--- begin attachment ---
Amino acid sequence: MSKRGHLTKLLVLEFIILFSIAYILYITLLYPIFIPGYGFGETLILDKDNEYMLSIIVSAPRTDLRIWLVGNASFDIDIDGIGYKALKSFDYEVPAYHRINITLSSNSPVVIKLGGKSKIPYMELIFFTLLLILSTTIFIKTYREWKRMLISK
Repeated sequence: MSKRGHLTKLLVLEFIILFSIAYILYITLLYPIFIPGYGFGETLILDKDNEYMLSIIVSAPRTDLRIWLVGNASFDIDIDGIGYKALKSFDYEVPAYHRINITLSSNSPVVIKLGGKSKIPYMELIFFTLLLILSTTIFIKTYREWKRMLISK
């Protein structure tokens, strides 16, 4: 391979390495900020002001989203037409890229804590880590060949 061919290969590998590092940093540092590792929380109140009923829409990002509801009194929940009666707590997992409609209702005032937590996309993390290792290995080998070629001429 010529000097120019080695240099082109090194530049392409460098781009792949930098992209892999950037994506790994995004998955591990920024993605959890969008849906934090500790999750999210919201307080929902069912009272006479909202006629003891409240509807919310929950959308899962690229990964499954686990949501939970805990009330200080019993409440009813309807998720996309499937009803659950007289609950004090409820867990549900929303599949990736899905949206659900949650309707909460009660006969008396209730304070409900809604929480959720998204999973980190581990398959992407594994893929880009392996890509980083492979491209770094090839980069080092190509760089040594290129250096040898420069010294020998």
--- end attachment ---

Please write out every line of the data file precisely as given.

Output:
Amino acid sequence: MSKRGHLTKLLVLEFIILFSIAYILYITLLYPIFIPGYGFGETLILDKDNEYMLSIIVSAPRTDLRIWLVGNASFDIDIDGIGYKALKSFDYEVPAYHRINITLSSNSPVVIKLGGKSKIPYMELIFFTLLLILSTTIFIKTYREWKRMLISK
Repeated sequence: MSKRGHLTKLLVLEFIILFSIAYILYITLLYPIFIPGYGFGETLILDKDNEYMLSIIVSAPRTDLRIWLVGNASFDIDIDGIGYKALKSFDYEVPAYHRINITLSSNSPVVIKLGGKSKIPYMELIFFTLLLILSTTIFIKTYREWKRMLISK
């Protein structure tokens, strides 16, 4: 391979390495900020002001989203037409890229804590880590060949 061919290969590998590092940093540092590792929380109140009923829409990002509801009194929940009666707590997992409609209702005032937590996309993390290792290995080998070629001429 010529000097120019080695240099082109090194530049392409460098781009792949930098992209892999950037994506790994995004998955591990920024993605959890969008849906934090500790999750999210919201307080929902069912009272006479909202006629003891409240509807919310929950959308899962690229990964499954686990949501939970805990009330200080019993409440009813309807998720996309499937009803659950007289609950004090409820867990549900929303599949990736899905949206659900949650309707909460009660006969008396209730304070409900809604929480959720998204999973980190581990398959992407594994893929880009392996890509980083492979491209770094090839980069080092190509760089040594290129250096040898420069010294020998």